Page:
“Sometimes,” says Marjane Satrapi, “we become completely angry! He feels like hitting me. I feel like hitting him. We are like two angry dogs. But after one hour, it is finished.”
Satrapi is talking about working with fellow graphic novelist-turned-director Vincent Paronnaud on Chicken with Plums, a film that shows a little-known side of Tehran. Set in the 1950s, it depicts a city with a thriving cafe culture, elegant old buildings and shops — a place made to look picture-postcard pretty by the snow that falls so often. This may be a live action movie — unlike the duo’s previous work, the 2007 blockbuster animation Persepolis — but it conjures up Tehran in a magical, dream-like fashion.
Satrapi and Paronnaud make an engaging double act. Both are established comic book artists who have made the leap into movies. Iranian-born Satrapi is an extrovert, full of humour. Paronnaud, a Frenchman, is quietly sardonic, sharply dressed, bearded and rake-thin. He nods placidly in agreement with Satrapi’s description of their relationship, explaining that the 46-day shoot was “very stressful”.
Satrapi was a fan of Paronnaud’s comic book work (created under the nom de plume Winshluss) long before she met him. “It’s extremely nihilistic, extremely dark,” she says of Pinocchio, Smart Monkey and Monsieur Ferraille. However, when they first met at a studio in Paris, they took an intense dislike to one another. “I thought, ‘He’s a fucking asshole’, and he thought, ‘This woman is crazy,'” recalls Satrapi. After several months, they had a coffee together and “started talking about geopolitics. We agreed on everything and became friends.”
Caught up in memories
Like Persepolis, Chicken with Plums is rooted in Satrapi’s family history. This time, however, it does not have an overtly political dimension. Loosely inspired by Satrapi’s uncle, it tells the story of a brilliant violinist (played by Mathieu Amalric) who is so dismayed about his violin breaking — and about the memory of a lost sweetheart — that he takes to his bed. His devoted wife tries to rouse him by cooking his favourite meals, but he is too caught up in his memories to budge.
The storytelling has a determinedly whimsical dimension. There are moments of animation, scenes featuring the grim reaper and one very strange American interlude. Although undeniably humorous, Persepolis was about a childhood and an adolescence blighted by oppression, war, revolution and exile. Chicken with Plums, expected to be released in the UK later this year, following premieres at the London and Venice film festivals, is more of an exercise in nostalgia. It dwells on a period just before Satrapi herself was born: an era when the Ayatollah and the Shah didn’t cast shadows over all aspects of Iranian life.
Like every Iranian film-maker, Satrapi is frequently asked about such matters as the 2010 imprisonment of influential film-maker Jafar Panahi in Tehran, the collapse of the green revolution, and the alleged irregularities at the 2009 elections that saw President Ahmadinejad hold on to power. She is surprisingly circumspect in her answers.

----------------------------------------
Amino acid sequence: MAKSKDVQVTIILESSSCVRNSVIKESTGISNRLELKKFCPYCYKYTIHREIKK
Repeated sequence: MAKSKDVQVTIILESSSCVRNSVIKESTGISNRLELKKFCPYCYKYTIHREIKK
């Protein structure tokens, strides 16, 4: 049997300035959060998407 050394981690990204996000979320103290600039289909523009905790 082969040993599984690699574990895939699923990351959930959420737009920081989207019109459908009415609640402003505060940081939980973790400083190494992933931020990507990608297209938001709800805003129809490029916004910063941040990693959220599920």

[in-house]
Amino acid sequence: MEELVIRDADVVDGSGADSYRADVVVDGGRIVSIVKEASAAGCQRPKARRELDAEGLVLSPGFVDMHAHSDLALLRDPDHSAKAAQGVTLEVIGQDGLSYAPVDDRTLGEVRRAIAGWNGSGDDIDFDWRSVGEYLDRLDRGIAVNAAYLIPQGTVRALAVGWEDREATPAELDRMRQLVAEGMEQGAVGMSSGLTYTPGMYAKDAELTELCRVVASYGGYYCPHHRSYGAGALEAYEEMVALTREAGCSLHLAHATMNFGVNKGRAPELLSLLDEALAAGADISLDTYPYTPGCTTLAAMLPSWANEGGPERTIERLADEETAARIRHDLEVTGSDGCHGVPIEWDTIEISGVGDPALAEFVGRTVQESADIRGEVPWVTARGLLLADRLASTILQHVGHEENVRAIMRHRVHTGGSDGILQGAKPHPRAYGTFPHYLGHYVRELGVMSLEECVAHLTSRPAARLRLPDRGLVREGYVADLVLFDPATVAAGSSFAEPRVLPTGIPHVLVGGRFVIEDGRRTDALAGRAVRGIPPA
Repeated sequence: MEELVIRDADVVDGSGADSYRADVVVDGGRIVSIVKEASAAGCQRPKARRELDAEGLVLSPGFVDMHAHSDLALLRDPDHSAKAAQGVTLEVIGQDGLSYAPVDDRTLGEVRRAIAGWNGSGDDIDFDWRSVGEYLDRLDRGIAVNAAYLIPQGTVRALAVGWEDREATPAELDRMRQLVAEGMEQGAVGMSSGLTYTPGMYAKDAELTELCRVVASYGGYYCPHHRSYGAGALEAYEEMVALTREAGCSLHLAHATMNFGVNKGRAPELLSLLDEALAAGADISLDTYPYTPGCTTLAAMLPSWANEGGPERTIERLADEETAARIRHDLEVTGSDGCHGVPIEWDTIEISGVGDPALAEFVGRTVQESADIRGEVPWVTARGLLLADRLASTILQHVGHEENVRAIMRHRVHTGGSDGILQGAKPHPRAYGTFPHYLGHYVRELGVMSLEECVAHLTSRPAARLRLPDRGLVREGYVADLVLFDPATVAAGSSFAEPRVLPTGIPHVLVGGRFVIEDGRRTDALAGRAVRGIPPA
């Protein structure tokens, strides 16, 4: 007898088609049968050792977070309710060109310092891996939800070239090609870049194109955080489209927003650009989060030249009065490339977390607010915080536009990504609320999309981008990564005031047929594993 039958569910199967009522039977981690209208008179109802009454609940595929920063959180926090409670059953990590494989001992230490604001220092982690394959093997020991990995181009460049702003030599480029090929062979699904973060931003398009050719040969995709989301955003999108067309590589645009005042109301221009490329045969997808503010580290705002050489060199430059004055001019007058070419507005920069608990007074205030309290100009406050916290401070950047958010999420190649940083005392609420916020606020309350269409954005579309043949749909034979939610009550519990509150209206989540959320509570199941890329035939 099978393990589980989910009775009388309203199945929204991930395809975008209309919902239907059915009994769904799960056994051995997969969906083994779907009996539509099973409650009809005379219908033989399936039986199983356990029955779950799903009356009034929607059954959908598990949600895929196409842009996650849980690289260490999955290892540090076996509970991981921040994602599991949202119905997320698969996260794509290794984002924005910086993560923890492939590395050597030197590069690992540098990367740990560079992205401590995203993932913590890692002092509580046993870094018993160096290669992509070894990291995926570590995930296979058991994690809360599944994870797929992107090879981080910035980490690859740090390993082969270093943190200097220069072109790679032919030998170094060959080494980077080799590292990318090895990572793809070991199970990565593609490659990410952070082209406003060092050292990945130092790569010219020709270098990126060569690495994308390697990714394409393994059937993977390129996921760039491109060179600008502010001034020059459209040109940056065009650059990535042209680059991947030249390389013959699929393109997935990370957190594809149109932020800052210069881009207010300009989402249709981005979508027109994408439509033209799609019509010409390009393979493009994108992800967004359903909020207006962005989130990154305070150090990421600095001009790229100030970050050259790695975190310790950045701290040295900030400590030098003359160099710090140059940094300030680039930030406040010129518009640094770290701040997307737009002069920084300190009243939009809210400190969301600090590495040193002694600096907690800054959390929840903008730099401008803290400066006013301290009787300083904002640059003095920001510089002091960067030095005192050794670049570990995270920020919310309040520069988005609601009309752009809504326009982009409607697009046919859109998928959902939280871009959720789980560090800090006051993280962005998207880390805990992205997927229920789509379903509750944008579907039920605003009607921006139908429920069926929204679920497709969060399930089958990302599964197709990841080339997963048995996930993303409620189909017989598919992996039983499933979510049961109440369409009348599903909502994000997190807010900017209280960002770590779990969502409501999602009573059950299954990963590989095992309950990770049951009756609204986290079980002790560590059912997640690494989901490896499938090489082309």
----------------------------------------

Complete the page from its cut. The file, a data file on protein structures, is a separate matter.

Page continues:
Although she appeared two years ago at the European parliament to protest about the way election victory was wrested from opposition candidate Mir-Hossein Mousavi, she now parries questions about the country’s politics. “I was extremely moved and extremely interested,” Satrapi says of the green revolution, but points out that she herself left Iran in 1994, and hasn’t visited the country in five years. “The information I have about Iran is second hand.”
She now lives in Paris, and felt she simply didn’t have the right to present herself as a cheerleader for street protests in which people were being shot. “It’s impossible. I can do it if I am there. I go out on the street and maybe I will receive a bullet like them, but I cannot sit in Paris and say to people, ‘Just express yourself.'”
In fact, Satrapi remains fiercely sceptical about politicians, and about sloganeering on behalf of any ideology. This was partly what spurred her to make Chicken with Plums. “I thought to myself, maybe more than any slogan or political act, maybe saying that in this country about which you have so many prejudices — just know that in 1958 a man died for the love of a woman.”
Satrapi believes “lack of poetry and imagination” is what distorts people’s lives; Chicken with Plums is intended as a “celebration of beauty”. In tone, it is certainly very different from the Iranian films we are used to seeing in the west. “There are things that I love in Iranian cinema and things that I don’t,” she says. “In Iranian cinema, you have to use metaphor because you are living under a dictatorship. This is not my case.”
She cites comedies such as The Shop Around the Corner, directed by German-born Ernst Lubitsch in 1940 (he recreated eastern Europe on a Hollywood sound stage), as an inspiration for her own studio-based attempts at portraying the lost Tehran. “Of course, it is a created city, but at the same time there is documentation. If you look at photos, the Tehran of the 50s looks a lot like that.”
As for the cutesy scenes in which kids play as the snow falls around them, Satrapi is quick to refute that this is her making the cinematic equivalent of a snow globe. “Tehran is very high up in altitude,” she says, taking issue with any suggestion that she has used undue poetic licence. “So it really, really snows.” —